Larger-scale trials are needed to confirm these findings.
Getty Images / Pricha Tihokam
Most studies have evaluated glucomannan use in the short term, and not much is known about long-term safety. Short-term use appears to be well-tolerated.
Minor potential side effects include:
The European Food Safety Authority (EFSA) concluded there was no safety concern at less than 3 g per day of glucomannan (konjac) intake for the general population. Abdominal discomfort, including diarrhea or constipation, may occur after this daily dose in adults.
If you take glucose-lowering medications (oral medicines or insulin), you may need to monitor your blood sugar more often, as glucomannan can have a blood sugar-lowering effect.
Because of this, you should know how to identify symptoms of hypoglycemia and know how to treat it. If you have low blood sugar often, contact your medical team. You may need a change in your treatment regimen.
Before starting new supplements, let your healthcare provider know, especially if you also take prescription or over-the-counter (OTC) medications. Drug-supplement interactions can be avoided with proper timing.
Lastly, when taking glucomannan, it is very important to drink ample amounts of water.
Always speak with a healthcare provider before taking a supplement to ensure that the supplement and dosage are appropriate for your individual needs.
Although there is no set dosing regimen, taking around 3 g daily may be best to reduce the risk of gastrointestinal (GI) symptoms.
If you are new to taking the supplement, you may want to break up the doses and take smaller amounts to start as your body adjusts.
Too much glucomannan can cause gas, bloating, stomach cramps, and diarrhea. Excess amounts, especially without water, may increase the risk of choking or esophageal obstruction.
Glucomannan may reduce how much medicine your body absorbs. Therefore, discussing the timing of taking medications and supplements with your healthcare provider before use is important.
It is essential to carefully read the ingredient list and nutrition facts panel of glucomannan to know which and how much of each ingredient is included. Review the supplement label with your healthcare provider to discuss potential interactions with foods, other supplements, and medications.
Store glucomannan in a cool, dry, dark place and keep the lid tightly closed. Discard by the expiration date or according to label instructions.
Other water-soluble fibers may produce similar results. For example, psyllium (commonly known as the brand name Metamucil), is another type of soluble fiber that has been shown to help increase satiety and relieve constipation.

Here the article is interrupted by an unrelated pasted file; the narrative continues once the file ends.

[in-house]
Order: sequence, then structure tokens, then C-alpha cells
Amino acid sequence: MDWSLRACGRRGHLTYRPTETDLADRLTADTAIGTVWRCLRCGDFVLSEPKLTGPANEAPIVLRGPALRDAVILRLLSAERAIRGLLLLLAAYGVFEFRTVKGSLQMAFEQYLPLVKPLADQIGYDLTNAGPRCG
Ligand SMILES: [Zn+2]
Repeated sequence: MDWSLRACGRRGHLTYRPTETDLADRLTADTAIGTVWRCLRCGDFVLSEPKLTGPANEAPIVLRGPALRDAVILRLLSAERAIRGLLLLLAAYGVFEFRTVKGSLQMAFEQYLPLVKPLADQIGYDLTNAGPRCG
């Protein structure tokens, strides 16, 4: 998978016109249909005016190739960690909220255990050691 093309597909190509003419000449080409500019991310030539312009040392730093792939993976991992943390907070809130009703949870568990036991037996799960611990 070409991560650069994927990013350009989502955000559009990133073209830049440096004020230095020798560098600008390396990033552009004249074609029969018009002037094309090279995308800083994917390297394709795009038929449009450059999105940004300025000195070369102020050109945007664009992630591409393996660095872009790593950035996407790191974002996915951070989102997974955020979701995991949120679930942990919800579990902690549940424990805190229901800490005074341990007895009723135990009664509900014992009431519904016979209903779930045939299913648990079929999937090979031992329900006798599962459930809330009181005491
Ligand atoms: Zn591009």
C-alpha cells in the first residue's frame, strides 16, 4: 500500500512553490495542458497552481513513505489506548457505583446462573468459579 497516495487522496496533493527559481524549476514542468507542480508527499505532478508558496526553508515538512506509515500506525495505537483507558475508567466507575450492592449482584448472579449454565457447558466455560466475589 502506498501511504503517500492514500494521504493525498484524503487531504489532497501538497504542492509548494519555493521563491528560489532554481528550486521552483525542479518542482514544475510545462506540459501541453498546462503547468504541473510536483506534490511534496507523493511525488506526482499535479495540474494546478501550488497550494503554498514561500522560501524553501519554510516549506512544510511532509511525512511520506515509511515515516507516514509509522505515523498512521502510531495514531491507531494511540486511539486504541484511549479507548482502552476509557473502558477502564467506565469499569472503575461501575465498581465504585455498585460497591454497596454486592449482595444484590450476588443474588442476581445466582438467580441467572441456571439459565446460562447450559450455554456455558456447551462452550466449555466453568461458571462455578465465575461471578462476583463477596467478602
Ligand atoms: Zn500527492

Other types of psyllium supplements include brand names like:
Guar gum and pectin are other types of soluble fibers.
Take glucomannan with at least 8 ounces of water. Many studies suggest taking it before meals to help increase feelings of fullness. Start slowly and increase gradually to prevent gastrointestinal side effects.
If you are taking any medications, discuss the timing of supplementation with your healthcare provider. Glucomannan can affect the way your medicine is absorbed.
Getting your fiber needs through food first is the best approach. Eating fiber-rich foods like fruit, vegetables, whole grains, nuts, and seeds provides you with fiber and contributes to your daily needs of other essential vitamins, minerals, and antioxidants.
Glucomannan can be added to foods or used to make foods. It is also found in powder, capsule, and tablet form.
Shirataki noodles are made from glucomannan. Other food sources that contain glucomannan include konjac jelly and tofu.
Konjac flour, which is pure soluble fiber, contains no starch or sugar and is available as a food thickener. It is often used to thicken gravy, sauces, soups, and stews and can be used in baked goods. To use, you must mix the thickener with a liquid and then add it to your food.
Glucomannan supplements come in gummies, pill, powder, and tablet forms. The powders are virtually tasteless; therefore, they can be added to smoothies, yogurt, and other foods.
Glucomannan is a type of viscous, soluble fiber that has been studied for its use in weight management, regulating bowels, and lowering cholesterol and blood sugar. It appears to be safe with short-term use.
However, despite their potential health benefits, supplements should never replace a nutrition eating plan or other healthy lifestyle changes. It's generally recommended to meet your fiber needs with the right diet. Still, under the supervision of a healthcare provider or registered dietitian nutritionist, glucomannan may be used as an add-on to lifestyle interventions.
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By Barbie Cervoni MS, RD, CDCES, CDNBarbie Cervoni MS, RD, CDCES, CDN, is a New York-based registered dietitian and certified diabetes care and education specialist.